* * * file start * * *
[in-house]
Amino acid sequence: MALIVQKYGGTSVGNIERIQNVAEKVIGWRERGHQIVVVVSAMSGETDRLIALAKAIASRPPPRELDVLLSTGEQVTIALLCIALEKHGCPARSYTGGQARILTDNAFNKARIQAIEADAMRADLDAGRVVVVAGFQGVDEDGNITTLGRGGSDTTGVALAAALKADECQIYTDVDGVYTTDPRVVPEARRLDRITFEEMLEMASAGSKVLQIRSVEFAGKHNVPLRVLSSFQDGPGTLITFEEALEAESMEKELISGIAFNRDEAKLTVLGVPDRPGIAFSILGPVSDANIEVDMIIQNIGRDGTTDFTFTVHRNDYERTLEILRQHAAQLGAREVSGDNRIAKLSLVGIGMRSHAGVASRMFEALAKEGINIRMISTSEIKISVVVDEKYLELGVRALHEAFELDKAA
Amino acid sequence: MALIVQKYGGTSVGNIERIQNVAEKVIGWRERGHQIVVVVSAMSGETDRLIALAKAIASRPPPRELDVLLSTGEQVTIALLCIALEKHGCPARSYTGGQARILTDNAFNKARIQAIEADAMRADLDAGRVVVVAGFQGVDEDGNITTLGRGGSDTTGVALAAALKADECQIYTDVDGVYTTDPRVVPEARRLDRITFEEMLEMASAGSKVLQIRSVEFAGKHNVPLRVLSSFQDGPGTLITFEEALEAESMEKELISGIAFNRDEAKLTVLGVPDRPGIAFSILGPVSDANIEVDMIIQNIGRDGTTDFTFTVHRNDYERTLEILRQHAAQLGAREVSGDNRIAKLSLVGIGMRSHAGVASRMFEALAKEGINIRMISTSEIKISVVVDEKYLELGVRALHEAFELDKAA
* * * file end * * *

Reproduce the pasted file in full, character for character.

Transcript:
[in-house]
Amino acid sequence: MALIVQKYGGTSVGNIERIQNVAEKVIGWRERGHQIVVVVSAMSGETDRLIALAKAIASRPPPRELDVLLSTGEQVTIALLCIALEKHGCPARSYTGGQARILTDNAFNKARIQAIEADAMRADLDAGRVVVVAGFQGVDEDGNITTLGRGGSDTTGVALAAALKADECQIYTDVDGVYTTDPRVVPEARRLDRITFEEMLEMASAGSKVLQIRSVEFAGKHNVPLRVLSSFQDGPGTLITFEEALEAESMEKELISGIAFNRDEAKLTVLGVPDRPGIAFSILGPVSDANIEVDMIIQNIGRDGTTDFTFTVHRNDYERTLEILRQHAAQLGAREVSGDNRIAKLSLVGIGMRSHAGVASRMFEALAKEGINIRMISTSEIKISVVVDEKYLELGVRALHEAFELDKAA
Amino acid sequence: MALIVQKYGGTSVGNIERIQNVAEKVIGWRERGHQIVVVVSAMSGETDRLIALAKAIASRPPPRELDVLLSTGEQVTIALLCIALEKHGCPARSYTGGQARILTDNAFNKARIQAIEADAMRADLDAGRVVVVAGFQGVDEDGNITTLGRGGSDTTGVALAAALKADECQIYTDVDGVYTTDPRVVPEARRLDRITFEEMLEMASAGSKVLQIRSVEFAGKHNVPLRVLSSFQDGPGTLITFEEALEAESMEKELISGIAFNRDEAKLTVLGVPDRPGIAFSILGPVSDANIEVDMIIQNIGRDGTTDFTFTVHRNDYERTLEILRQHAAQLGAREVSGDNRIAKLSLVGIGMRSHAGVASRMFEALAKEGINIRMISTSEIKISVVVDEKYLELGVRALHEAFELDKAA